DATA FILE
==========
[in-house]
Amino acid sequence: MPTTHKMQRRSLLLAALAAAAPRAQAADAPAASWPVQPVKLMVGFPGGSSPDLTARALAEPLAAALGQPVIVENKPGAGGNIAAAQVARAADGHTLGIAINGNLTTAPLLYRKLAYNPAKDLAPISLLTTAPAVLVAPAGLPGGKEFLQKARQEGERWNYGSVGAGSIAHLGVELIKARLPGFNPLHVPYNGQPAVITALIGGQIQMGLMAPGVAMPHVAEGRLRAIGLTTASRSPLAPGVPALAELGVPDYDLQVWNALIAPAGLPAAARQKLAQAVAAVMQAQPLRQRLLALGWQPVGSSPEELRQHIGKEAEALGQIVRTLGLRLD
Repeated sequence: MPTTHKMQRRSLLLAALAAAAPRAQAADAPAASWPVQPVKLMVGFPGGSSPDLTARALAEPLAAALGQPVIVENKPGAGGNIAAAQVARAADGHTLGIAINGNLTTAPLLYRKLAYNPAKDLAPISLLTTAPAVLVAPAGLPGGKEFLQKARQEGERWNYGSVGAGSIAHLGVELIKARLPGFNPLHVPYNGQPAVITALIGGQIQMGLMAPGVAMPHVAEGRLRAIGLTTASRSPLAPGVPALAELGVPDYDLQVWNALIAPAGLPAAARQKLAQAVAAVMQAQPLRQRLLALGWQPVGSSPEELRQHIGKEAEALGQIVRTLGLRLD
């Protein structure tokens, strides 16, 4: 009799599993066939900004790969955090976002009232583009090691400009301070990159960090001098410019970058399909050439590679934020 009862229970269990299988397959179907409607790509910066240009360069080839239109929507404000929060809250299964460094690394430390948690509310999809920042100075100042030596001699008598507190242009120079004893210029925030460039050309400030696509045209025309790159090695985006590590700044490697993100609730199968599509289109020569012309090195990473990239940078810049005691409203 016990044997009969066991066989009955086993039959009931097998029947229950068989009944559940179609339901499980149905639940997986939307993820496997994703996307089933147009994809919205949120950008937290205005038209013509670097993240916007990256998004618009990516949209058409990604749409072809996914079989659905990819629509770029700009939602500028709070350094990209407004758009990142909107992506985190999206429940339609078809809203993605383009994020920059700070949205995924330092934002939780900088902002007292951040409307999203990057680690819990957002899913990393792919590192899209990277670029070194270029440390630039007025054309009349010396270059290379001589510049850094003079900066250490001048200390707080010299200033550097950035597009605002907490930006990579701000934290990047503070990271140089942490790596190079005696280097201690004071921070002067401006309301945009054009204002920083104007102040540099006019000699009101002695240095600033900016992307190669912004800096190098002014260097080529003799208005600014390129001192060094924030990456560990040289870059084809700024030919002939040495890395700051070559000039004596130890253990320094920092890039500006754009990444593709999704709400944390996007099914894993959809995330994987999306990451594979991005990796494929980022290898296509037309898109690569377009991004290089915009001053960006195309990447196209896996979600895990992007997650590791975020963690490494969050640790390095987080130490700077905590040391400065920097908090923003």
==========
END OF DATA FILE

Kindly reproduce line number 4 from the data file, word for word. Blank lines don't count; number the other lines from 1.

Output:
């Protein structure tokens, strides 16, 4: 009799599993066939900004790969955090976002009232583009090691400009301070990159960090001098410019970058399909050439590679934020 009862229970269990299988397959179907409607790509910066240009360069080839239109929507404000929060809250299964460094690394430390948690509310999809920042100075100042030596001699008598507190242009120079004893210029925030460039050309400030696509045209025309790159090695985006590590700044490697993100609730199968599509289109020569012309090195990473990239940078810049005691409203 016990044997009969066991066989009955086993039959009931097998029947229950068989009944559940179609339901499980149905639940997986939307993820496997994703996307089933147009994809919205949120950008937290205005038209013509670097993240916007990256998004618009990516949209058409990604749409072809996914079989659905990819629509770029700009939602500028709070350094990209407004758009990142909107992506985190999206429940339609078809809203993605383009994020920059700070949205995924330092934002939780900088902002007292951040409307999203990057680690819990957002899913990393792919590192899209990277670029070194270029440390630039007025054309009349010396270059290379001589510049850094003079900066250490001048200390707080010299200033550097950035597009605002907490930006990579701000934290990047503070990271140089942490790596190079005696280097201690004071921070002067401006309301945009054009204002920083104007102040540099006019000699009101002695240095600033900016992307190669912004800096190098002014260097080529003799208005600014390129001192060094924030990456560990040289870059084809700024030919002939040495890395700051070559000039004596130890253990320094920092890039500006754009990444593709999704709400944390996007099914894993959809995330994987999306990451594979991005990796494929980022290898296509037309898109690569377009991004290089915009001053960006195309990447196209896996979600895990992007997650590791975020963690490494969050640790390095987080130490700077905590040391400065920097908090923003």